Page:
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16th Annual 4-Wheel 2001 Jamboree Nationals - Spring Jambo

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Skip Baker | Writer
Posted August 21, 2002

sixteen years old and outta control

One of the first things we saw when we walked into the Allen County Fairgrounds in Lima, Ohio, was a group of fullsize 4x4s sporting hand-painted camouflage and emblazoned with the words Mudd'n' Militia Off-Road Wrecking Crew. A quick look at these vehicles confirmed that they weren't kidding. The trucks were beefed with a plethora of gnarly bulletproof mods, and the trucks wore battle scars from numerous trail rides. This was proof positive that the 4-Wheel Jamboree Series appeals to all facets of 4WD fans -- even the hard-core trail crowd.

The 16th Annual Advance Auto Parts Spring 4-Wheel Jamboree Nationals followed the pattern set two weeks earlier at the Ozark Jambo in Springfield, Missouri, by smashing all previous records for participants and spectators. Heavy rain on Friday just fueled the fire, and Saturday's show grew to gargantuan proportions, resulting in vehicle gridlock for a short time on Saturday afternoon as participants and spectators packed the fairgrounds. This was good news for those who like to peruse trucks, and the wide variety on display ranged from the aforementioned trail trucks to clean and polished daily drivers to stunning show-only massive 4x4s. It was also good news for the Performance Marketplace vendors who came to the show from near and far to offer their goods and services. The collection included national vendors such as American Racing, Superlift, Flowmaster, Rancho Suspension, National Tire & Wheel, and Mean Green Industries, as well as local shops such as Lima Clutch & Joint and Tom Ahl Dodge.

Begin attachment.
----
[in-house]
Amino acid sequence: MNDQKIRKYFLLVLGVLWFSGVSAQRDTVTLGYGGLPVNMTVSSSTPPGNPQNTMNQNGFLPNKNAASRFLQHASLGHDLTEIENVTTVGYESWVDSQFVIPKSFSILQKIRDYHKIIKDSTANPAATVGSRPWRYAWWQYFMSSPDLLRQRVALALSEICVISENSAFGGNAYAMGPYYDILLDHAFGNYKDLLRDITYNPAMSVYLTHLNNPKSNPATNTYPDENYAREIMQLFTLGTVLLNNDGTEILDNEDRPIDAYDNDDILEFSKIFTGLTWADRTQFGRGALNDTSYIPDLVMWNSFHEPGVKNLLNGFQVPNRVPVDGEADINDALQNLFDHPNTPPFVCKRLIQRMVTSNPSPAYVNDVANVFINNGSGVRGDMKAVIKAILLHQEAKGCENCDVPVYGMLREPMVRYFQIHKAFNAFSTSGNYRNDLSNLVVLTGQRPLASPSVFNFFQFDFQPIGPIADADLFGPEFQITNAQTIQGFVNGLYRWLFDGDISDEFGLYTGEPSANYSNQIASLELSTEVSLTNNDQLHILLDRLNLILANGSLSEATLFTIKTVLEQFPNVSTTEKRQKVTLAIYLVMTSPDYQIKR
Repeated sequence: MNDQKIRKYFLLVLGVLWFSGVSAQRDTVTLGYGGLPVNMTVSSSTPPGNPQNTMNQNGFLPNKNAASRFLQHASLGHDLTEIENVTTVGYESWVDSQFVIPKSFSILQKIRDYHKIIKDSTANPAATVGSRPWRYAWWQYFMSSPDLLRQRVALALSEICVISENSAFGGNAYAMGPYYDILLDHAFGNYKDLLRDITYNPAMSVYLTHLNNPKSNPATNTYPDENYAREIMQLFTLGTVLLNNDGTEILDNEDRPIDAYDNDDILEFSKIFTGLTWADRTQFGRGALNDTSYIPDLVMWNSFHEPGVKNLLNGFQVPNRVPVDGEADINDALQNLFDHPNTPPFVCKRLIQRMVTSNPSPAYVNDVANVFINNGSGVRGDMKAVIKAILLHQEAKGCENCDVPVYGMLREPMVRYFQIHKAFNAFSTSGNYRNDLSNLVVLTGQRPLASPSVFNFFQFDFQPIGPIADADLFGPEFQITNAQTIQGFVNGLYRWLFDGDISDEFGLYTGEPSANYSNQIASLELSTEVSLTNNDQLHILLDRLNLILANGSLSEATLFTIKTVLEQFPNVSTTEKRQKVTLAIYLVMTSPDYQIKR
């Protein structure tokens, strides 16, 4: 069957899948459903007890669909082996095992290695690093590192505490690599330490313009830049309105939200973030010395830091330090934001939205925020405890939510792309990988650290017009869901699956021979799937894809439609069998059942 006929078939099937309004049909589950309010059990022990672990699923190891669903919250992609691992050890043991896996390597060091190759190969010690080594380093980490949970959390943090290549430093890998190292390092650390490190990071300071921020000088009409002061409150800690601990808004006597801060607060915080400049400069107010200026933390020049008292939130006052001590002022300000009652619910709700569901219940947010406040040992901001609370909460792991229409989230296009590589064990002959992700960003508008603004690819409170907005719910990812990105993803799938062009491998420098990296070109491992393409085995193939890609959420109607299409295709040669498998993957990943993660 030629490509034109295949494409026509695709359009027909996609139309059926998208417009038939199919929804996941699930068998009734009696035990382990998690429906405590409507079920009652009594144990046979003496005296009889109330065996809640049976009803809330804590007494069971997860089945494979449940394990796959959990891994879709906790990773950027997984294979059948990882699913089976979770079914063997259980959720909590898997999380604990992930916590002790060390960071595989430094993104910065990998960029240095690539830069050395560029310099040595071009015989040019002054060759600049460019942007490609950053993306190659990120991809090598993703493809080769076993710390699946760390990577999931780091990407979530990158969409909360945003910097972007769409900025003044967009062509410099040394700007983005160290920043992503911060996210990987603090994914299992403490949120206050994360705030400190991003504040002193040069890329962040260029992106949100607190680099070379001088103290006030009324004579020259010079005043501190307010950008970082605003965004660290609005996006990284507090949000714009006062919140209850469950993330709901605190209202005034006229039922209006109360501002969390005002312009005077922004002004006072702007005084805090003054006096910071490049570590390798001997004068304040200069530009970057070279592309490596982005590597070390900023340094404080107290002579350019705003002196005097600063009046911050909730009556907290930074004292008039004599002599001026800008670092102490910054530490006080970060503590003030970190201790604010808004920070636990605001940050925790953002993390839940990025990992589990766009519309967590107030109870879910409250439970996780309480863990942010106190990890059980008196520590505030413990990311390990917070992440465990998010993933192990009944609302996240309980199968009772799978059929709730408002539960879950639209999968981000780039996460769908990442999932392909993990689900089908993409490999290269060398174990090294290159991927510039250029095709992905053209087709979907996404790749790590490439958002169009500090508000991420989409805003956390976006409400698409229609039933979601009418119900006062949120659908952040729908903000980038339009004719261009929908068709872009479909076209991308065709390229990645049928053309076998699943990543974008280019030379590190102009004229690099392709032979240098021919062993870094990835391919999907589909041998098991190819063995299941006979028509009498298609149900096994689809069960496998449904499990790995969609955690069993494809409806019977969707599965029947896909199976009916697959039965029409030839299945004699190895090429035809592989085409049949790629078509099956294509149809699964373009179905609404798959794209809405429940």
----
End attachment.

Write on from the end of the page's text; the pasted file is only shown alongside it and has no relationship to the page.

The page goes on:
The Spring Jambo had an intensity borne of a long Midwest winter, and that mood was strongly evident in the infield, where the racers let it all hang out in their respective competitions. Eight monster trucks, 157 mud racers, 32 Tough Trucks, 11 burnout contest competitors, and 5 Tug-A-Trucks kept the infield hopping throughout the weekend, offering an eyeful for spectators. In addition, a Saturday evening show rocked the Allen County Fairgrounds under the lights.

When all was said and done, more than 38,000 spectators had witnessed the Spring Jambo in all its glory, and more than 1,820 participants had funneled into the Allen County Fairgrounds to be a part of Jambo history. Many folks were making their 2002 motel reservations the day they checked out from this year's show in anticipation of next year's great show. For more information about next year's show or any of the events in the Performance Series, contact: Special Events, Dept. OR, 804 N. Delaware St., Indianapolis, IN 46204, (317) 236-6525,


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  • PICS 1-9Tough Truck racing has become serious business, with drivers signing major sponsors and trucks sporting the latest go-fast equipment. Because of this, the competition is fierce, and drivers push their trucks to the limit in order to win. Occasionally, this competition results in crashes such as this one that completely rolled this Chevy pickup before it ended up back on its wheels.